How did you find somewhere to live and what is it like? Do you have roommates? Prior to coming to Nicaragua, the course director provided me with housing options in Leon, and assisted me in making my reservations with other people in my TEFL class. I was able to view the recommended options online before I left home, and I had a pretty good idea what to expect when I got there.
The first place I lived was a hotel that housed about 15 people. Each person had their own room, and most rooms had their own bathrooms and showers. There was a shared kitchen and a nice garden in the back. (We all spent a lot of time in the hammocks.) I lived with 4 other students from my TEFL class and I really enjoyed it. It was nice being able to walk to school with my classmates and work on homework together. The only downside of living where I lived was that I had very limited exposure to locals. I did not get very many opportunities to practice speaking Spanish or to learn about the culture. Overall, I am very happy with the place I lived during my course.
Please explain the cultural aspects, public transportation, nightlife, social activities, food, expat community, dating scene, and travel opportunities in your country:
During the course, we were super busy, but we went out on a few planned events on the weekends with our class, organized by the director of the school. This was nice to relax, and see what Leon has to offer with our classmates.
I mostly get around on foot, but if you need to take a taxi it will cost 20 Cordobas (about 75 cents) during the day, and 30 Cordobas ($1) at night to go anywhere in the city. My favorite thing to do in Leon is go to the beach. The beach is about 15 minutes away, and you can get there one of two ways. If you take a cab it is around $12. I would recommend the “chicken bus”. It is 50 cents per person and it is quite the experience. There is no passenger limit on these buses, and you better be ready to get on and off quickly.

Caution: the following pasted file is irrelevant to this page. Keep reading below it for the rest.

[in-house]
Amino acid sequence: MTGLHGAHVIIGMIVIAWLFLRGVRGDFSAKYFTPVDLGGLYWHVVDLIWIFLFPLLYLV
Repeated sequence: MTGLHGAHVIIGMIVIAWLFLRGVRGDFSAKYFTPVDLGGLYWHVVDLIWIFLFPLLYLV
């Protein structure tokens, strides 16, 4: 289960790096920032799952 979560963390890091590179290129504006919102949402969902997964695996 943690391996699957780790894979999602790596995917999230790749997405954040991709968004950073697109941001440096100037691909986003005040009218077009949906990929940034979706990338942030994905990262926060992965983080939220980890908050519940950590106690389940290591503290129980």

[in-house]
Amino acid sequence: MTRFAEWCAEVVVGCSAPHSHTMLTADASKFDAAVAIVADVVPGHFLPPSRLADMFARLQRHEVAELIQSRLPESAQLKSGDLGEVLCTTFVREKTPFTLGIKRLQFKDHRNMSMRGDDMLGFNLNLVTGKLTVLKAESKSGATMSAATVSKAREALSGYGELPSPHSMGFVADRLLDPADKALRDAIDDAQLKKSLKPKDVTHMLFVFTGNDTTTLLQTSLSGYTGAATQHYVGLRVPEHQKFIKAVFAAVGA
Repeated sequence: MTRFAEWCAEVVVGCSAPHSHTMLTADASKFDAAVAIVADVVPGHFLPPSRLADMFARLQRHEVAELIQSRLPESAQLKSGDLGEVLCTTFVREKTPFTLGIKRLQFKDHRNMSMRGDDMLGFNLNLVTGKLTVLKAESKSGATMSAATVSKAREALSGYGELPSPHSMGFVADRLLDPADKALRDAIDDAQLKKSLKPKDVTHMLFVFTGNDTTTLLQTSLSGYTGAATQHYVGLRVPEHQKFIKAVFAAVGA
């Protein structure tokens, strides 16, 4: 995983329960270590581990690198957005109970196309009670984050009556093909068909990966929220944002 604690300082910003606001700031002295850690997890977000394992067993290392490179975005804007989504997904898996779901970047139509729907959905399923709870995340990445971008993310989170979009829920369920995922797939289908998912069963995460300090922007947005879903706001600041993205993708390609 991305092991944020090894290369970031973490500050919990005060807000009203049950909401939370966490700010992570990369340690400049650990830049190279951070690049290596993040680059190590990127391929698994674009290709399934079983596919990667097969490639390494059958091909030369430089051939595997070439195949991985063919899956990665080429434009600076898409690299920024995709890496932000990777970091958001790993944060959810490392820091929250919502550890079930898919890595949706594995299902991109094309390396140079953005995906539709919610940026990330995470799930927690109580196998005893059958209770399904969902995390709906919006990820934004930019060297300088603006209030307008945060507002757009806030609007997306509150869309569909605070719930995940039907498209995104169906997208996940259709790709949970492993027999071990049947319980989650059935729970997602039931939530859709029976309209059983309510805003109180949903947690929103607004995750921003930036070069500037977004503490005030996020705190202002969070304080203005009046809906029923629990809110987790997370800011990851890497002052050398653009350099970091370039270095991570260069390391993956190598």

I traveled around the country after my TEFL class with a few other students. We took the chicken buses everywhere we went. A three hour drive from Leon to Matagalpa cost about $3. A week and a half of taking buses around the country probably only cost us about $20 each. Buses are not for everyone though. You don’t always get a seat, and sometimes you have to be willing to let the driver throw your bags on the roof of the bus. Basically there is a cheap way to do everything in Nicaragua, you just have to be willing to sacrifice some comforts you may be used to.
What are your monthly expenses?
Rent: Around $180 per month
Food: $150 per month
Social Activities: $80 per month
Transportation: $20 per month
Nicaragua is a great place to live a cheap yet comfortable lifestyle. When I first moved here, I went out to eat almost every day. I have started saving money by cooking at home. If I eat at a restaurant, I typically spend around 150 Cordobas, which is about $6 USD. In my opinion, the most delicious food can be found at any street vendor or fritanga.
How would you describe your standard of living?
I live very comfortably. I have my own room with my own bathroom, and I live with a friendly host family. At my current house there is a woman who cleans the house every day. I would not be able to live like this on such a small budget in the US.
In your opinion, how much does someone need to earn in order to live comfortably?
What advice would you give someone planning or considering teaching abroad? Would you recommend teaching in your country?
DON’T WAIT ANY LONGER! Moving abroad has been the best decision I have ever made. Just make sure you do a lot of research before you leave so you can choose a place that will suit your needs. As far as teaching here in Nicaragua, you can make a good living if you combine classroom hours and private tutoring. However, I will say that the best paying jobs are in Asia.